Swede tops podium in Winternational slalom
The Aspen Times
Aspen, CO Colorado
ASPEN – Maria Pietilae-Holmner’s disbelieving eyes scanned the boisterous crowd, then a nearby scoreboard. Her mouth nearly dropped to the snow.
Minutes later, after a tearful embrace with her coach, the 24-year-old grinned and clutched her gold medal as teammates proudly belted out Sweden’s national anthem.
The weight of the moment had finally registered. Another first-time winner had emerged at Aspen Winternational.
Appropriately wearing a gold helmet and matching goggles, the diminutive Swede was nearly perfect in Sunday’s World Cup slalom on Aspen Mountain. Pietilae-Holmner laid down a blistering first run on Lower Ruthie’s Run, building a lead of 0.64 seconds over her nearest competitor. She closed out Winternational in style during an overcast afternoon, negotiating the 61-gate course with poise and precision to post a combined time of 1 minute, 46.19 seconds.
The effort was good enough to propel her past Germany’s Maria Riesch, who was 0.68 seconds off the pace. Finland’s Tanja Poutiainen settled for third place and her eighth podium finish here.
The win is Pietilae-Holmner’s first in 104 World Cup starts. She is the third skier in as many years to pick up her first victory in Aspen, joining France’s Tessa Worley (2008’s giant slalom) and Germany’s Kathrin Hoelzl (2009’s GS).
“What can I say, it’s amazing,” a giddy Pietilae-Holmner said. “I’m so happy right now. … I can’t describe it.”
Vail’s Lindsey Vonn shook off Saturday’s frustrating GS result, completing two clean if not dynamic runs to finish eighth.
“It was a pretty disappointing day yesterday. … I was just expecting too much and I was too excited, and I just tried to go too aggressive,” said the 26-year-old, who skied off course just 31 seconds into her opening run Saturday. “Today, I finally just relaxed and had two solid runs. It may not have been the fastest skiing I’ve ever done, but I’m in the Top 10 and it’s really good points, so I’m very happy.”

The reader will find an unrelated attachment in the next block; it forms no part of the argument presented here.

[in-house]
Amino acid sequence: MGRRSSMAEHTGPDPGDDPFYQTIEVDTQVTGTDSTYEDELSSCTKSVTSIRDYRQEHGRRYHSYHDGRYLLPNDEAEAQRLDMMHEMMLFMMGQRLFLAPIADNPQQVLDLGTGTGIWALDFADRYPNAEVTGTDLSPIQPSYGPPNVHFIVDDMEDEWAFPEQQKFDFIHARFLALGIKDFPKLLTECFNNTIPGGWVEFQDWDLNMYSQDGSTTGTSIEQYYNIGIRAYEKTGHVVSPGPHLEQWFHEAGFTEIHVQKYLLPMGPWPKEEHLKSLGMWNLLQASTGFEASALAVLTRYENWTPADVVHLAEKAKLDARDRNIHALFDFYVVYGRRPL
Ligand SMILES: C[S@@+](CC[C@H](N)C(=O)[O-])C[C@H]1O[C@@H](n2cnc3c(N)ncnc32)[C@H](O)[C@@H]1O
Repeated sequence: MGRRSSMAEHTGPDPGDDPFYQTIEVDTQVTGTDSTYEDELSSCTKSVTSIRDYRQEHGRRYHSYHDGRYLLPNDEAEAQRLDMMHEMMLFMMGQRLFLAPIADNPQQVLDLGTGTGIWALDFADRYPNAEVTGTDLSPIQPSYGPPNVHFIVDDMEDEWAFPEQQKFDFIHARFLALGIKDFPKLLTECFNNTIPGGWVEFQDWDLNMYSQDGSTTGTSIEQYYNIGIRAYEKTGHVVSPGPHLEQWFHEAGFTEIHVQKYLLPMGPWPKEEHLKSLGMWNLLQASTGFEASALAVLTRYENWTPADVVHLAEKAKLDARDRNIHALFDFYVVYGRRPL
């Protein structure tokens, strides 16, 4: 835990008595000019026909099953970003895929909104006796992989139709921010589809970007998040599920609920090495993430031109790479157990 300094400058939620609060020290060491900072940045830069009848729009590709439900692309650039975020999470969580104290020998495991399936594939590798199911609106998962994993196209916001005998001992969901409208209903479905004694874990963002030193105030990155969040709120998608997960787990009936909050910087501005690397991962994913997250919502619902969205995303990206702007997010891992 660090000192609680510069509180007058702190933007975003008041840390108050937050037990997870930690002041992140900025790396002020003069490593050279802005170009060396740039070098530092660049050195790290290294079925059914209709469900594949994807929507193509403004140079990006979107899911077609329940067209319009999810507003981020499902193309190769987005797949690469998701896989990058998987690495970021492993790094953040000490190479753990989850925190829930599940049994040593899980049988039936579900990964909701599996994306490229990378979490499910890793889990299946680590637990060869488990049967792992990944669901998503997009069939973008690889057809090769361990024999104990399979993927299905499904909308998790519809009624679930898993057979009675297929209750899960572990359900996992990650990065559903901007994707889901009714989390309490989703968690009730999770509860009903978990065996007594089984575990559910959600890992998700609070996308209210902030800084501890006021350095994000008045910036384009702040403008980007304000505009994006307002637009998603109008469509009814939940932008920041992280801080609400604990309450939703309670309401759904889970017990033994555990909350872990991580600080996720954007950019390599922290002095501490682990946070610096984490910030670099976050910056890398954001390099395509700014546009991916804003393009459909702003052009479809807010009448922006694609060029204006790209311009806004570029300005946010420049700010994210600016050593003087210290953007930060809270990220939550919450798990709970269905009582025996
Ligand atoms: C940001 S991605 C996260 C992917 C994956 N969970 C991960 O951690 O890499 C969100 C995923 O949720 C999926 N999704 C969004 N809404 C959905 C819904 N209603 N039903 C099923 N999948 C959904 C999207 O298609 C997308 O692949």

Teammate Resi Stiegler, who is working her way back from a string of injuries that kept her out of the starting gates for the bulk of the past three seasons, crossed the finish line in 25th place in her first World Cup race in more than a year.
“I was about to pass out [this morning], but besides that I was OK,” joked the 25-year-old from Jackson Hole, Wyo. “It’s difficult because you know you can try as hard as you want to prepare yourself for a race … but it’s hard to get the nervousness out before or until you race a little bit.”
Vonn’s and Stiegler’s results highlighted what turned out to be another lost day for the home team. Five U.S. skiers failed to finish in the Top 30 and qualify for a second run. Leanne Smith straddled the first gate, and Julia Mancuso, eighth here Saturday, skied off course after a costly early misstep.
“I just hit a rut, I guess, and slipped on the top. I don’t know, it was like the fourth gate. It happened so fast,” the Squaw Valley, Calif., product said. “I skied well, but it’s hard to make a mistake at the beginning because you know you pretty much have to win the rest of the course to make it in there. I was trying and pushing the line too much.”
An American has not climbed the Winternational podium since 2004, a span of 13 races.
“It’s just a hard hill. For me personally, no matter how many times I’ve skied on it, it’s just as challenging as the last time,” Vonn said. “It’s a hill that never quits. You have to be attacking from top to bottom.
“Unfortunately, we didn’t finally get a win here, but there’s always hope for next year.”
Pietilae-Holmner’s win is Sweden’s first podium finish here since 2006, when Therese Borssen captured GS bronze.
“I tried to go for it. I had nothing to lose,” Pietilae-Holmner said. “Of course I was little bit nervous, or a lot, but I could push [the other competitors out of first place]. I think I did good work.”
Riesch, the current World Cup Overall leader, was satisfied with silver – especially after a trying first run.
“I pretty much messed up the first run, so I tried to attack on the second one,” she said. “It was much better than the first, but it was still a little tricky. I think that was mostly because of the snow … it was grippy, aggressive snow and it’s hard to find the [right] set-up.”
Added Poutiainen: “It was challenging. It was really tough and hard and long, but this is what I like.
“It’s so great to come back here every year. I’m happy to be on the podium.”
David Stapleton is the development officer for the Aspen Valley Ski & Snowboard Club. A product of the club, AVSC sat down with Stapleton for a Q&A session in this week’s Clubhouse Chronicles.